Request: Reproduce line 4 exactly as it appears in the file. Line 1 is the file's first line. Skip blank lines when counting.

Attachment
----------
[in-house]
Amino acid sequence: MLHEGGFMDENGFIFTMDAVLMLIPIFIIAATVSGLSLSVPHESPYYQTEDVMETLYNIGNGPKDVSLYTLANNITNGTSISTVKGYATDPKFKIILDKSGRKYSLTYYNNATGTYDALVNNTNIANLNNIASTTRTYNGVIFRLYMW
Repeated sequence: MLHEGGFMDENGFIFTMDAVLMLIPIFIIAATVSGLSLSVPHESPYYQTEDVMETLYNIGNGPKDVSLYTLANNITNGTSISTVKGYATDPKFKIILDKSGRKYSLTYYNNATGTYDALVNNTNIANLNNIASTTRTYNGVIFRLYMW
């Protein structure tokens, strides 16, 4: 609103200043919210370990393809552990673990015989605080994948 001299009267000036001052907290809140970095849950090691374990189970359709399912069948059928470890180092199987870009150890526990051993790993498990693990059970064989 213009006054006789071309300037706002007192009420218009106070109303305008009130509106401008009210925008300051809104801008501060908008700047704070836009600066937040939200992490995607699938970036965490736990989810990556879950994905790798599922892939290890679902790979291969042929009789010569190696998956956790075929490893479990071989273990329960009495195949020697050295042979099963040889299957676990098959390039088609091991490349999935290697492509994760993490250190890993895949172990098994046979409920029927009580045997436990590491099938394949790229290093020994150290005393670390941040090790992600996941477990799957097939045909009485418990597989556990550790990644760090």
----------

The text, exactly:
């Protein structure tokens, strides 16, 4: 609103200043919210370990393809552990673990015989605080994948 001299009267000036001052907290809140970095849950090691374990189970359709399912069948059928470890180092199987870009150890526990051993790993498990693990059970064989 213009006054006789071309300037706002007192009420218009106070109303305008009130509106401008009210925008300051809104801008501060908008700047704070836009600066937040939200992490995607699938970036965490736990989810990556879950994905790798599922892939290890679902790979291969042929009789010569190696998956956790075929490893479990071989273990329960009495195949020697050295042979099963040889299957676990098959390039088609091991490349999935290697492509994760993490250190890993895949172990098994046979409920029927009580045997436990590491099938394949790229290093020994150290005393670390941040090790992600996941477990799957097939045909009485418990597989556990550790990644760090």